2, University of Wisconsin-Madison, Madison, Wisconsin, United States
The two-dimensional (2D) materials have multiple applications in optoelectronics, energy storage, gas- and bio-sensors, and photocatalysis and solar energy conversion, to mention a few. In particular, the atomically layered transition metal dichalcogenides (TMDCs), such as WS2 and WSe2 are promising candidates due to their unique electronic and optical properties, ease of manufacturing,
mechanical robustness, low toxicity, as well as composed of relatively abundant elements on Earth . For this research, we study WSe2 and WS2 samples growth individually or simultaneously by the Chemical Vapour Deposition (CVD) on the Si or SiOx surfaces. These materials form complex trigonal and hexagonal faceted structures formed by the individual layers of material, typically with a screw dislocation in the centre of the crystallites defining the growth process .
To identify dislocations and faults between several stacked WSe2 and WS2 layers we have used nanomechanical mapping in SPM by combining the Atomic Force Microscopy (AFM) with the ultrasonic vibration – namely, the Ultrasonic Force (UFM) and the Heterodyne Force (HFM) Microscopies. In UFM/HFM amplitude modulated ultrasonic vibrations at frequency up to 10 MHz are applied to the sample resulting in its displacement of few nm normal to its surface. The AFM tip contacting the sample then produces dynamic force at the oscillation frequency that propagates to the inner layers of the 2D materials. The hidden subsurface features such as dislocations and stacking faults have a compressibility that differs from one of the perfect sample that, in turn, modifies the dynamic mechanical impedance sensed by the AFM tip. This is detected as cantilever deflection at the modulation frequency, thanks to the nonlinearity of the tip-surface interaction reflecting the hidden structure of the 2D material . If both tip and sample are vibrated at the adjacent frequencies without amplitude modulation (as in the HFM setup ), the amplitude of the nonlinear response reflects the subsurface nanomechanical elastic moduli modulation, whereas the phase detects the dynamic relaxation processes in nanometre volumes with a time-sensitivity of few nanoseconds.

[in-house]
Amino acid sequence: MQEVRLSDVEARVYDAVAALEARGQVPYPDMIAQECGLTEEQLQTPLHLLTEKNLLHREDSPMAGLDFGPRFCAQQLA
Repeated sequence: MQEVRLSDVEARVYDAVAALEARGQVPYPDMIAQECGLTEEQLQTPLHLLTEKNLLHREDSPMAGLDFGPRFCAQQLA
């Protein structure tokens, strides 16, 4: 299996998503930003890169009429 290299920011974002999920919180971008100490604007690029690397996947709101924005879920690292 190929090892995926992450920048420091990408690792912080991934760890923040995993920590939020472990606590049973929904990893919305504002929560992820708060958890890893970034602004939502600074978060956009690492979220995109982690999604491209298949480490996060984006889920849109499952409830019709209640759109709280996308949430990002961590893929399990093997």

The UFM and HFM study of WS2 and WSe2 materials revealed a clear contrast in areas, some of these linked with the topographical features, and some likely to reflect subsurface dislocations and stacking faults. Alternative reasons for the nanomechanical contrast of hidden features such as the misorientation of the crystallographic axis of layers and crystal-surface interaction and the demonstrated link between the screw and misfit dislocations are discussed.
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